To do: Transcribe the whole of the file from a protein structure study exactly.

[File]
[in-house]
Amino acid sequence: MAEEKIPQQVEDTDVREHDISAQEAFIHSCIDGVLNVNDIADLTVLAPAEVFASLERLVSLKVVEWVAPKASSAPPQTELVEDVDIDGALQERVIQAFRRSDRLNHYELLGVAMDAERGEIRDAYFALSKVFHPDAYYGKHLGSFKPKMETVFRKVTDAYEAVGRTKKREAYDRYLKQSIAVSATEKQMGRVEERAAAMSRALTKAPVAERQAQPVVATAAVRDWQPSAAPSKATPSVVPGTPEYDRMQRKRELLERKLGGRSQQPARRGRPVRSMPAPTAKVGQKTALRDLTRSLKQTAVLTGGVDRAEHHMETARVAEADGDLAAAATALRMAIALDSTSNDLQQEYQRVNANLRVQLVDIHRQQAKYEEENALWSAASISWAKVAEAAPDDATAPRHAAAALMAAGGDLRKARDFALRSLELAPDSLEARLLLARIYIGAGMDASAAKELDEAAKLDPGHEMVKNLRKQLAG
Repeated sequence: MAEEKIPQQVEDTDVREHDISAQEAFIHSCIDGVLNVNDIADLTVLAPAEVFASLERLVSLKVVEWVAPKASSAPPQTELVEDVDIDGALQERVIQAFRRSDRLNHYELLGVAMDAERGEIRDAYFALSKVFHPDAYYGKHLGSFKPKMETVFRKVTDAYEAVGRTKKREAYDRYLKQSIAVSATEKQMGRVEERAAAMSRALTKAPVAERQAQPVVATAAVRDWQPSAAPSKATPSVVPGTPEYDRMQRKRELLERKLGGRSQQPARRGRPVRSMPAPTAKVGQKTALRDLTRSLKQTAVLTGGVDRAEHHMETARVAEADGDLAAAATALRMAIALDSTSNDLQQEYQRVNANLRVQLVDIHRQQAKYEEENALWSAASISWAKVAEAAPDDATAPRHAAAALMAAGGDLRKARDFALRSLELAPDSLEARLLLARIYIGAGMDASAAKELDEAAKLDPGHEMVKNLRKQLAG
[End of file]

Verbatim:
[in-house]
Amino acid sequence: MAEEKIPQQVEDTDVREHDISAQEAFIHSCIDGVLNVNDIADLTVLAPAEVFASLERLVSLKVVEWVAPKASSAPPQTELVEDVDIDGALQERVIQAFRRSDRLNHYELLGVAMDAERGEIRDAYFALSKVFHPDAYYGKHLGSFKPKMETVFRKVTDAYEAVGRTKKREAYDRYLKQSIAVSATEKQMGRVEERAAAMSRALTKAPVAERQAQPVVATAAVRDWQPSAAPSKATPSVVPGTPEYDRMQRKRELLERKLGGRSQQPARRGRPVRSMPAPTAKVGQKTALRDLTRSLKQTAVLTGGVDRAEHHMETARVAEADGDLAAAATALRMAIALDSTSNDLQQEYQRVNANLRVQLVDIHRQQAKYEEENALWSAASISWAKVAEAAPDDATAPRHAAAALMAAGGDLRKARDFALRSLELAPDSLEARLLLARIYIGAGMDASAAKELDEAAKLDPGHEMVKNLRKQLAG
Repeated sequence: MAEEKIPQQVEDTDVREHDISAQEAFIHSCIDGVLNVNDIADLTVLAPAEVFASLERLVSLKVVEWVAPKASSAPPQTELVEDVDIDGALQERVIQAFRRSDRLNHYELLGVAMDAERGEIRDAYFALSKVFHPDAYYGKHLGSFKPKMETVFRKVTDAYEAVGRTKKREAYDRYLKQSIAVSATEKQMGRVEERAAAMSRALTKAPVAERQAQPVVATAAVRDWQPSAAPSKATPSVVPGTPEYDRMQRKRELLERKLGGRSQQPARRGRPVRSMPAPTAKVGQKTALRDLTRSLKQTAVLTGGVDRAEHHMETARVAEADGDLAAAATALRMAIALDSTSNDLQQEYQRVNANLRVQLVDIHRQQAKYEEENALWSAASISWAKVAEAAPDDATAPRHAAAALMAAGGDLRKARDFALRSLELAPDSLEARLLLARIYIGAGMDASAAKELDEAAKLDPGHEMVKNLRKQLAG